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Dr. McCain Calls Economic Problems "Psychological." Again.

June 25, 2008

John McCain isn't a psychologist, but he's playing one on TV. Again. For the second time in two months, the supposed maverick turned modern day Freud has diagnosed Americans' economic ills and concluded that it's all in our heads. And to be sure, his recommended therapy - offshore oil drilling and a gas tax holiday - are the equivalent of "take two aspirin and call me in the morning."
At a town hall meeting in Fresno on Tuesday, McCain finally overcame his own cognitive dissonance on the issue of offshore oil drilling. Acknowledging the inescapable conclusion that expanded oil exploration off Florida and California would have no impact on gas prices for years, McCain insisted it was nonetheless the right tonic for Americans' economic woes:

"I don't see an immediate relief, but I do see that exploitation of existing reserves that may exist -- and in view of many experts that do exist off our coasts -- is also a way that we need to provide relief. Even though it may take some years, the fact that we are exploiting those reserves would have psychological impact that I think is beneficial."

While Dr. McCain's about-face on offshore drilling is new, his conclusion that the deepening American economic crisis is merely psychological is not.
On Tuesday, McCain prescribed his summer gas tax holiday for America's depressed drivers, explaining "In the short term I'd like to give you a little relief for the summer on the gas tax." But back in April, Sigmund McCain told Fox News host Neil Cavuto that his placebo was just what the doctor ordered for Americans' fragile psyches, if not their pocketbooks:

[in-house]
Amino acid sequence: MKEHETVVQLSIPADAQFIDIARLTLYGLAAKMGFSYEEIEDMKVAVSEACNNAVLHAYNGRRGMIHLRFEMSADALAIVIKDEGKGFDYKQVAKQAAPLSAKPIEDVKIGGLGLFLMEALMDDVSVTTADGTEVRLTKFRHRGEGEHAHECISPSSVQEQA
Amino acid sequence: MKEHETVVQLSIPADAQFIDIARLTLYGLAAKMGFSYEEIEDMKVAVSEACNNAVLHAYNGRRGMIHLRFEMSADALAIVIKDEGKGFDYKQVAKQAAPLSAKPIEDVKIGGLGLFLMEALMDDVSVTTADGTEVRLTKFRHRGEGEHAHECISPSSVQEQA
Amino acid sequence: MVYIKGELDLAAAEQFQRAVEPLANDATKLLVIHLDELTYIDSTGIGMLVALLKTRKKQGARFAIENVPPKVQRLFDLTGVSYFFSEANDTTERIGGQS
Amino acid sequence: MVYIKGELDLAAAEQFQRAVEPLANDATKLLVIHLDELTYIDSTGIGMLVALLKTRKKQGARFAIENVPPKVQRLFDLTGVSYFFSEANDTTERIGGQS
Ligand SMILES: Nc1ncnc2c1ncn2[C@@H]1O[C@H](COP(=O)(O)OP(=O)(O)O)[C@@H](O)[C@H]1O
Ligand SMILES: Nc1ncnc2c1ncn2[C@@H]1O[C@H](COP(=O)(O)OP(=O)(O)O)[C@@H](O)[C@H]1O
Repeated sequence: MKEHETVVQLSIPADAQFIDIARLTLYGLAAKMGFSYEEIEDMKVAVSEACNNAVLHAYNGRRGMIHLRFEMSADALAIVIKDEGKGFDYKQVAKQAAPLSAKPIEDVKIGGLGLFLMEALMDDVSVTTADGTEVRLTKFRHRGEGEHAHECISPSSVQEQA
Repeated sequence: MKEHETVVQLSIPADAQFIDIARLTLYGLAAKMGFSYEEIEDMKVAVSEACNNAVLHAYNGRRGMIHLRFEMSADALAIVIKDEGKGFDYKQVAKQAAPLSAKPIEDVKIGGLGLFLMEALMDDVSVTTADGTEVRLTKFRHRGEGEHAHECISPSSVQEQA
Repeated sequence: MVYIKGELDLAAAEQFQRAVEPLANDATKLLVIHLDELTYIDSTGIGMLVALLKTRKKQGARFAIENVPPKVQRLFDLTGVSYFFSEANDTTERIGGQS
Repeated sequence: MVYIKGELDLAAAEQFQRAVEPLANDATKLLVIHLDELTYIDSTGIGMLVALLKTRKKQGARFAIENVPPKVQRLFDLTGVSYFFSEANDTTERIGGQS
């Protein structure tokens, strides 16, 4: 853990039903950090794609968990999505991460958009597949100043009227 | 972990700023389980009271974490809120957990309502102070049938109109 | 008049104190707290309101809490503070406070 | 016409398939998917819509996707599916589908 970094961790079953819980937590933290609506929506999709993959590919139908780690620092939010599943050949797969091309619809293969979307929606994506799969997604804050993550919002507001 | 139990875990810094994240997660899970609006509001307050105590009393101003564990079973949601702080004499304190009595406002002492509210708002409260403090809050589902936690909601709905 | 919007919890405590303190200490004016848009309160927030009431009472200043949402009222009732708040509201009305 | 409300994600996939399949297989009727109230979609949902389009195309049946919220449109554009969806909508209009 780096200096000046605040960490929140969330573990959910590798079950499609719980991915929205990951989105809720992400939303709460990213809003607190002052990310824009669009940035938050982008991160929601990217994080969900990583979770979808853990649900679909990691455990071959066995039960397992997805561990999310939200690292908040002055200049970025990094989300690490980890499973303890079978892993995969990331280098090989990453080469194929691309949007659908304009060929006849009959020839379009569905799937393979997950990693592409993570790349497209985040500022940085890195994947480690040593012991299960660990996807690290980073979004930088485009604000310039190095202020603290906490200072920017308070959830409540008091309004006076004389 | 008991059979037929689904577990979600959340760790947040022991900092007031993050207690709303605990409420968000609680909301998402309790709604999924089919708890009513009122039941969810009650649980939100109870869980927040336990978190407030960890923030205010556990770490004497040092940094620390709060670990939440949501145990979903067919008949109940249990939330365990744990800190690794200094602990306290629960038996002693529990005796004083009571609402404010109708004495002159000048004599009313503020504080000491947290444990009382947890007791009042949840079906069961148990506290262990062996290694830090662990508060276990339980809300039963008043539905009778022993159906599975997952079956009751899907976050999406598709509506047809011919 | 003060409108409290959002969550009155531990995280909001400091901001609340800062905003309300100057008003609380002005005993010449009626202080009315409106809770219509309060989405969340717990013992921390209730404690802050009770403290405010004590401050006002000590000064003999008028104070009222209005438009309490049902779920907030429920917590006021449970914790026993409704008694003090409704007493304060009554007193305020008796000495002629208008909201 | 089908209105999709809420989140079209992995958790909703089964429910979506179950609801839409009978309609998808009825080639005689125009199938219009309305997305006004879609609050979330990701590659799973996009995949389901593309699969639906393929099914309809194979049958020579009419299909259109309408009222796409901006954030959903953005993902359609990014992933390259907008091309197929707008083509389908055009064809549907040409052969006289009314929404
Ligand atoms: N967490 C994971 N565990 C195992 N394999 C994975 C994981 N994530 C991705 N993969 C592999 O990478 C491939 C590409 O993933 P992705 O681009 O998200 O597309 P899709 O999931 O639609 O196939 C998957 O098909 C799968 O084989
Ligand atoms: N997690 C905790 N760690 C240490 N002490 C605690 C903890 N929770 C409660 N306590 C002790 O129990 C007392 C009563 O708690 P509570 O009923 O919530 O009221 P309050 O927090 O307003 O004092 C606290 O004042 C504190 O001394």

"I'm very concerned about it, Neil. And obviously the way it's been going up is just terrible. But I think psychologically - and a lot of our problems today, as you know, are psychological - the confidence, trust, the uncertainty about our economic future, ability to keep our own home. This might give them a little psychological boost. Let's have some straight talk, it's not a huge amount of money."

Of course, John McCain is nothing if not ironic. On more than one occasion, McCain prescribed eBay as the cure for recession and poverty. This latest episode of McCain as economic know-nothing turned armchair psychologist came on literally the same day Karl Rove branded Democrat Barack Obama as the "coolly arrogant", "country club" snob. John and Cindy McCain, after all, are worth an estimated $100 million and own eight homes (though the one with "remote control window coverings" is now up for sale). And, as it turns out, the $373,000 the couple would save annually from John McCain's tax plan would more than offset their $225,000 in credit card debt.
Even more ironic, though, is John McCain trying to diagnose Americans' economic mental health given his own profound suffering from a variant of the "Sybil complex." Sybil was a woman who in the 70's exhibited 16 different personalities. As it turns out, John McCain is a man in his seventies who has displayed different personalities - and changed positions - on dozens of issues.
For the Washington Post's Richard Cohen, John McCain's spineless opportunism is just in our heads. Just like, according to Dr. McCain, the economic slowdown.

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Jon Perr
Jon Perr is a technology marketing consultant and product strategist who writes about American politics and public policy.

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